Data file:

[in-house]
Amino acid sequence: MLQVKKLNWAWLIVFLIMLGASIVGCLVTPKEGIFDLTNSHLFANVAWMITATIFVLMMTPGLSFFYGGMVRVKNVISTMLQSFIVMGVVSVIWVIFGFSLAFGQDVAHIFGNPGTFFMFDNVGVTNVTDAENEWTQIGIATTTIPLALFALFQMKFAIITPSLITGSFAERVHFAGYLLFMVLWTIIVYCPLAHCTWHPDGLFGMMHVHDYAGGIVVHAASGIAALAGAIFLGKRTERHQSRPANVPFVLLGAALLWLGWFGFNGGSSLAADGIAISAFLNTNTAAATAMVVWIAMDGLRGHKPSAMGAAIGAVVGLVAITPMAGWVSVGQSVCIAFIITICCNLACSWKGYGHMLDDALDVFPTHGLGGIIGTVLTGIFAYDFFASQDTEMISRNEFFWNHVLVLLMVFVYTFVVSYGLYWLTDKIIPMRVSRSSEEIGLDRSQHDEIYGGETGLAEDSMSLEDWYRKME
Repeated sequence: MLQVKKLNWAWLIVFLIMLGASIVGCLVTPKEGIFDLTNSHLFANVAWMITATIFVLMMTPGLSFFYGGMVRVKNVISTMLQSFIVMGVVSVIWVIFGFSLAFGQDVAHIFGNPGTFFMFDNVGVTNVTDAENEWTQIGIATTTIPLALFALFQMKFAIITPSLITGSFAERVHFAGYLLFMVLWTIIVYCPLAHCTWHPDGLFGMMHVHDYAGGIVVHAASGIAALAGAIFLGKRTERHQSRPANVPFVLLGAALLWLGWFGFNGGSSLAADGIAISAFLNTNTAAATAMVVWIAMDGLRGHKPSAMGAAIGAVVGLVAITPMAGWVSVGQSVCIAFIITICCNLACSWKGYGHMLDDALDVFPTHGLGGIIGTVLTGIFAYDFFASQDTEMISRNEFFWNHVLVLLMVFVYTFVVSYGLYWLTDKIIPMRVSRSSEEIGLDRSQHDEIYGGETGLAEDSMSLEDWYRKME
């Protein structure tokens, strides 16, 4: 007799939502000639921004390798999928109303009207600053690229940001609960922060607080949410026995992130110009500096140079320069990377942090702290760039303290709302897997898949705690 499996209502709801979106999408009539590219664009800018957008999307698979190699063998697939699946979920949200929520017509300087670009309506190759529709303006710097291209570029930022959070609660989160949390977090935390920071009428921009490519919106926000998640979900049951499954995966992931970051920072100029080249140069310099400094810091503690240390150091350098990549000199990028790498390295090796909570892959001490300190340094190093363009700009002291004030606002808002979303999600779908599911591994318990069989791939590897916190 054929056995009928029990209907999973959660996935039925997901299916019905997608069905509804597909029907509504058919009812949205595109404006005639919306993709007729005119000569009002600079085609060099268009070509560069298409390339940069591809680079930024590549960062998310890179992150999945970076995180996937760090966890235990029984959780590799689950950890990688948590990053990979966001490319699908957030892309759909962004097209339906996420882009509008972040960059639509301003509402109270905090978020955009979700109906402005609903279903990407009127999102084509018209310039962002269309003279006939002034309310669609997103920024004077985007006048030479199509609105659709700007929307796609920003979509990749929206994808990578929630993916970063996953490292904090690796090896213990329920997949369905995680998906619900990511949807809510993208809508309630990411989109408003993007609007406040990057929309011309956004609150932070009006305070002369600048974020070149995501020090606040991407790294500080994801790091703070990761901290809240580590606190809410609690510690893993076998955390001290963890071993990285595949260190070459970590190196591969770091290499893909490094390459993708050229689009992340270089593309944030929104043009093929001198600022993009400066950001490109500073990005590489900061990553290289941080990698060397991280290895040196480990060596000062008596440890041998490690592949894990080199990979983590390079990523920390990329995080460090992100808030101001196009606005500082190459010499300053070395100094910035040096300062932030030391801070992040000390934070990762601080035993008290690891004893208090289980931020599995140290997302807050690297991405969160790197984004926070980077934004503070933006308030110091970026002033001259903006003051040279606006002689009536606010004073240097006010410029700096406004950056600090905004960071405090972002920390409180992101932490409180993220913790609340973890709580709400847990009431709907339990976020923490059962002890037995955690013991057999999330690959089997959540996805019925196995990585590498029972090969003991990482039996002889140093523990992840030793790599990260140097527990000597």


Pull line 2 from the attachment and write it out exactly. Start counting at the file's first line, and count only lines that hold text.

Amino acid sequence: MLQVKKLNWAWLIVFLIMLGASIVGCLVTPKEGIFDLTNSHLFANVAWMITATIFVLMMTPGLSFFYGGMVRVKNVISTMLQSFIVMGVVSVIWVIFGFSLAFGQDVAHIFGNPGTFFMFDNVGVTNVTDAENEWTQIGIATTTIPLALFALFQMKFAIITPSLITGSFAERVHFAGYLLFMVLWTIIVYCPLAHCTWHPDGLFGMMHVHDYAGGIVVHAASGIAALAGAIFLGKRTERHQSRPANVPFVLLGAALLWLGWFGFNGGSSLAADGIAISAFLNTNTAAATAMVVWIAMDGLRGHKPSAMGAAIGAVVGLVAITPMAGWVSVGQSVCIAFIITICCNLACSWKGYGHMLDDALDVFPTHGLGGIIGTVLTGIFAYDFFASQDTEMISRNEFFWNHVLVLLMVFVYTFVVSYGLYWLTDKIIPMRVSRSSEEIGLDRSQHDEIYGGETGLAEDSMSLEDWYRKME